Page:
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The treatment of proliferative lupus nephritis (LN) can be staged as a period of intensive immunosuppressive therapy aimed at halting immunological injury (induction therapy) followed by a period of less aggressive maintenance therapy to consolidate the response. Maintenance therapy should be continued into the period of disease quiescence to decrease the number of flares and renal damage accrual.1 Randomised controlled trials (RCTs) have shown that adjunctive immunosuppressive agents are more effective than glucocorticoids alone in protecting against the risk of progression to end-stage renal disease (ESRD). Long-term (>10 years) efficacy has been demonstrated only for cyclophosphamide (CY)-based regimens1,–,3; however, CY is associated with gonadal toxicity, which is both dose- and age-dependent.4 Mycophenolate mofetil (MMF), with little if any gonadal toxicity, has been examined as an alternative to CY for both induction and maintenance therapies. MMF has been shown in several RCTs to achieve comparable short-term rates of partial remission of LN, but it remains to be proved whether it will ultimately be as effective as CY in pre-empting ESRD.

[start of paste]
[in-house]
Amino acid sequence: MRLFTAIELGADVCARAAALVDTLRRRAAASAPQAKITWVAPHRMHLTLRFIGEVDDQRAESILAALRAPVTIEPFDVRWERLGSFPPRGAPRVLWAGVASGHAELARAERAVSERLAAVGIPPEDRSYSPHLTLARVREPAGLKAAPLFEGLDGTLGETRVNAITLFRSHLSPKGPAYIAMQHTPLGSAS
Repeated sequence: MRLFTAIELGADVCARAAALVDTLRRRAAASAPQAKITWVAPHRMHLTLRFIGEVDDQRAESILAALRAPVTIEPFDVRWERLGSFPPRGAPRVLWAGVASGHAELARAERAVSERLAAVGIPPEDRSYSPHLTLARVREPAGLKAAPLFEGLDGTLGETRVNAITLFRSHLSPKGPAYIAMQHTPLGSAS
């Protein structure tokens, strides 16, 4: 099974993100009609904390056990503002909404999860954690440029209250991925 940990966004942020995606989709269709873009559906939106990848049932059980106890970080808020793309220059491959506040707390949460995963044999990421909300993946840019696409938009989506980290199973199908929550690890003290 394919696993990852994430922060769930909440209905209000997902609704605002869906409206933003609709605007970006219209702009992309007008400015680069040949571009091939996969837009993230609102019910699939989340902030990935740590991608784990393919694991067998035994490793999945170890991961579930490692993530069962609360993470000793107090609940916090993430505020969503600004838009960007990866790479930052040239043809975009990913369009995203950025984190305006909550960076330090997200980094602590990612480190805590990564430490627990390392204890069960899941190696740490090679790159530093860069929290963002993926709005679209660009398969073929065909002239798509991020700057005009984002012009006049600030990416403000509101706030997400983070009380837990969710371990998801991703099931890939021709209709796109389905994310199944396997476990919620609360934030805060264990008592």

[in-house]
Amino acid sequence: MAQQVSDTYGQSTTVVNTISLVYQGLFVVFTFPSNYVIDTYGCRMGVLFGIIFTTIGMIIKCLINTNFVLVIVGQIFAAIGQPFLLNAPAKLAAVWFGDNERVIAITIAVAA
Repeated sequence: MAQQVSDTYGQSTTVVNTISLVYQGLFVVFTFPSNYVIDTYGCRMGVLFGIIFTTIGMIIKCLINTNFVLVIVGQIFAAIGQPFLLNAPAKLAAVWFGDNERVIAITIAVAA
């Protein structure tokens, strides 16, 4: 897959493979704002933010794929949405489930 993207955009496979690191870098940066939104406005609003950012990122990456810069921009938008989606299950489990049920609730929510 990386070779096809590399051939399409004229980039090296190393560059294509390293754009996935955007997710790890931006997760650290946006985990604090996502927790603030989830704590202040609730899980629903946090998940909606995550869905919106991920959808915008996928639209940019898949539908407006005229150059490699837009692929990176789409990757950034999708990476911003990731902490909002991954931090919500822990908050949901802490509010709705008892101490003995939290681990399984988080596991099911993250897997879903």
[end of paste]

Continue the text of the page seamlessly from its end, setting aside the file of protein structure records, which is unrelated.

Irrespective of the choice of induction therapy, there is broad consensus that maintenance therapy must be well tolerated, reasonably affordable and have intrinsically low rates of toxicity. Currently, the two most common choices for maintenance therapy are MMF and azathioprine (AZA). These two agents have distinct but similar mechanisms of action as purine antimetabolites. There is ongoing controversy about the objective evidence for the superiority of MMF over AZA as maintenance therapy in organ transplantation as well as in other immune-mediated diseases.5 As a result, some have argued that the lack of objective superiority of MMF on organ survival does not justify the 16-fold higher cost of MMF over AZA, although it is expected to be reduced after the patent expires at …
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